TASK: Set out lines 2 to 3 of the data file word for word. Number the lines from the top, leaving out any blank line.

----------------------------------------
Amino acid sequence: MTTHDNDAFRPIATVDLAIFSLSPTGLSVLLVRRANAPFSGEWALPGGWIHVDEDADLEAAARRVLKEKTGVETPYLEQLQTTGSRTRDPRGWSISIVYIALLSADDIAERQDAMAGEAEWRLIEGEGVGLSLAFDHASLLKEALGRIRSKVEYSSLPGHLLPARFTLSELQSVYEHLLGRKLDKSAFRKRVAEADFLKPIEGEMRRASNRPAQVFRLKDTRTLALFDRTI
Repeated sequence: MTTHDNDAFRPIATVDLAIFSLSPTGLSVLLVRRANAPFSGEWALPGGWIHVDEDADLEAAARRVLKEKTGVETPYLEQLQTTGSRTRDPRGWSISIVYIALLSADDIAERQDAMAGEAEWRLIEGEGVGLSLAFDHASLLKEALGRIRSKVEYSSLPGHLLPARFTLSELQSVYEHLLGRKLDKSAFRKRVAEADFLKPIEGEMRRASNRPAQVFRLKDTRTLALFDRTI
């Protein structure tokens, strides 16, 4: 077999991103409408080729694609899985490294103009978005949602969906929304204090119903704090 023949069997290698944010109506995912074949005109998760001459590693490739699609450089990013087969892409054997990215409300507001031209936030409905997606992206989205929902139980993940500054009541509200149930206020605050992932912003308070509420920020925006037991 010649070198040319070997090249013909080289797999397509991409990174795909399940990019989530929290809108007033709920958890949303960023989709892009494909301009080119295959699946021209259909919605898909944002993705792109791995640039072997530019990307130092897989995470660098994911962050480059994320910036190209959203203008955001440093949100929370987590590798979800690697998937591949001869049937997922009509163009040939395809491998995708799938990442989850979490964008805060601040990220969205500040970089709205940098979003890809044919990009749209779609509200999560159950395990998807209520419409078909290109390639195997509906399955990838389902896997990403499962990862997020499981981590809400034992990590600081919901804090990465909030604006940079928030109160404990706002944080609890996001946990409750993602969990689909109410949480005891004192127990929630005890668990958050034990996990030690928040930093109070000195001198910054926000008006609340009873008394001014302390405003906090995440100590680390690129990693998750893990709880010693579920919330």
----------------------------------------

Repeated sequence: MTTHDNDAFRPIATVDLAIFSLSPTGLSVLLVRRANAPFSGEWALPGGWIHVDEDADLEAAARRVLKEKTGVETPYLEQLQTTGSRTRDPRGWSISIVYIALLSADDIAERQDAMAGEAEWRLIEGEGVGLSLAFDHASLLKEALGRIRSKVEYSSLPGHLLPARFTLSELQSVYEHLLGRKLDKSAFRKRVAEADFLKPIEGEMRRASNRPAQVFRLKDTRTLALFDRTI
């Protein structure tokens, strides 16, 4: 077999991103409408080729694609899985490294103009978005949602969906929304204090119903704090 023949069997290698944010109506995912074949005109998760001459590693490739699609450089990013087969892409054997990215409300507001031209936030409905997606992206989205929902139980993940500054009541509200149930206020605050992932912003308070509420920020925006037991 010649070198040319070997090249013909080289797999397509991409990174795909399940990019989530929290809108007033709920958890949303960023989709892009494909301009080119295959699946021209259909919605898909944002993705792109791995640039072997530019990307130092897989995470660098994911962050480059994320910036190209959203203008955001440093949100929370987590590798979800690697998937591949001869049937997922009509163009040939395809491998995708799938990442989850979490964008805060601040990220969205500040970089709205940098979003890809044919990009749209779609509200999560159950395990998807209520419409078909290109390639195997509906399955990838389902896997990403499962990862997020499981981590809400034992990590600081919901804090990465909030604006940079928030109160404990706002944080609890996001946990409750993602969990689909109410949480005891004192127990929630005890668990958050034990996990030690928040930093109070000195001198910054926000008006609340009873008394001014302390405003906090995440100590680390690129990693998750893990709880010693579920919330």